Braids are something so beautifully handed down, literally, hand over hand, finger to finger taught from older generations of women to young, all across the globe. Braids weave stories. Braids invite us beyond binaries and into the threes. All things in threes. Braids remind us to think not of either/or, but rather of the third strand that slips between the two, that offers up complexity, that blurs the lines that distinguish one from another. A braid cut from its source feels like some homage to the loss of the feminine. Or, the loss of the innocent girl. Or, some invitation to find it again, in the structure of three spirals, and a triangular mirror.
Find Delia on Instagram @sb.vrt.
Michael Bussmann was born in St. Louis, Missouri in March of 1978. He is now an adult-aged-person living in Northern Colorado writing about daily life, fatherhood, mental health and some other stuff too. Michael’s work has recently appeared in Matter 14: Animal, The 2018 Las Positas Anthology, A Poetic Inventory of Rocky Mountain National Park and a few other places too, some print and some digital. He is currently working on a children’s book about boogers.
Find Michael on Instagram @carnievore.
A Nest is not a Home.
An indigo silk sheet surrounds us, vast as the ocean is wide. We sleep and dream, imagine big things and infinite things wrapping our minds in the darkest depths and tell tales of the creatures that inhabit them. We seek comfort and hug the familiar.
It’s the tangible things I can attest to that I have a hard time letting go of. As an offspring of what has kept me safe, these structures have licked my wounds and fed me when I couldn’t myself.
It was challenging, but not against my nature, I found myself picking up sticks, finding grooves and bends to intertwine from fallen branches following the great big storm of March 2021. I didn’t know I could do this but soon it became a compulsive routine, to wake before sunrise, seek out the best branches and weave with a special fervor, listening to birds that sing before they dine on worms and seeds. They may have laughed and gawked before, but now they fly over and coo their jealousy. All aboard this boat! We shall sail the high tide and spring monsoons at ease!
In the midst of a quarter-life crisis in 2002, Todd quit his job as a social scientist with the National Park Service, built a yurt, and moved from Idaho to Colorado to spend his days writing poetry. After landing in Fort Collins and meeting like-minded writers and artists and activists, he started Wolverine Farm Publishing and released their first publication, Matter. Soon after he turned Wolverine Farm into a 501(c)3 non-profit, and opened a volunteer-run bookstore in the back of the Bean Cycle Coffeehouse. Between 2002 and 2015, they published dozens of community newspapers and about 40 books. In 2015 they opened a community center including a letterpress print shop, locally-sourced cafe and bar, and event space in the emerging River District of Fort Collins.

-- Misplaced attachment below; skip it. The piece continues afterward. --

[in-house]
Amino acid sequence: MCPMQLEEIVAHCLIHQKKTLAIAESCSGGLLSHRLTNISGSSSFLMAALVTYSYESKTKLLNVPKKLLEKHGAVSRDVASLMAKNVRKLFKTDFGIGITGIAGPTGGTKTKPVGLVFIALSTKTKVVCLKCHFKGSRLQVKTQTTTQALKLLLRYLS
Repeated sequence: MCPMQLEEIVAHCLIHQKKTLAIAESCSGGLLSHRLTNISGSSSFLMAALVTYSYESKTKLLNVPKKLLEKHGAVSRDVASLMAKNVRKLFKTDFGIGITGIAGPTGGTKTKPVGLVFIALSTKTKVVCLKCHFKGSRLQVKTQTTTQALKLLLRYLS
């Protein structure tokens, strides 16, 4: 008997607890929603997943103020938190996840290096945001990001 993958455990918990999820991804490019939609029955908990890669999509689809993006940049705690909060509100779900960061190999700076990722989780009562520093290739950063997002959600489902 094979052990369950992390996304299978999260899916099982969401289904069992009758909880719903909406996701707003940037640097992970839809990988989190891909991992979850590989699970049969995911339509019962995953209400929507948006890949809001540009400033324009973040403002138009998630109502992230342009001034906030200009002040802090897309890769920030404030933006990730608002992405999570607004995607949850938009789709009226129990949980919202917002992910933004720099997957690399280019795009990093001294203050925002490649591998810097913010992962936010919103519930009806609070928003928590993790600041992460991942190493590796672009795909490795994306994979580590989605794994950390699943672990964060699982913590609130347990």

Todd is a handyman of (almost) all trades and can be found around our Publick House exploring utilitarian projects as well as those filled with wild artful play.
Faith Johnson was born in Fort Collins, CO. Having grown up with both parents as artists – she, too, is carrying on their legacy. Throughout her life, Faith has always been fascinated by the details of her surroundings and how the world’s beauty is represented through nature and heard through music. Naturally, she was drawn to illustration. The interest was cultivated during her teenage years and further developed when she began to paint murals for her community.
After being offered her own studio in a warehouse full of creatives, Faith delved even more into her career as a Public Artist. The paintings are only part of the narrative. She uses the practice of woodworking to create functional art that can be seen in homes, festival stages, and film sets. It is a collaboration between the artist and her mind’s home. She feels that the artistic exchange between space and the artist opens up many opportunities.
Find Faith online at faithjohnson.art.
Jen Enos & Chad Seidel
Born from a pile of unwanted books collecting dust in a silo, this floating village peacefully drifts across the blue sky. We make homes of stories together and alone, finding meaning in the symbols that condense and fall as rain.
Find an updated timeline of Chad’s work at The Open & Closed Institute.
Find Jen on instagram @thedreamretriever.
Thank you so much and we will see you there!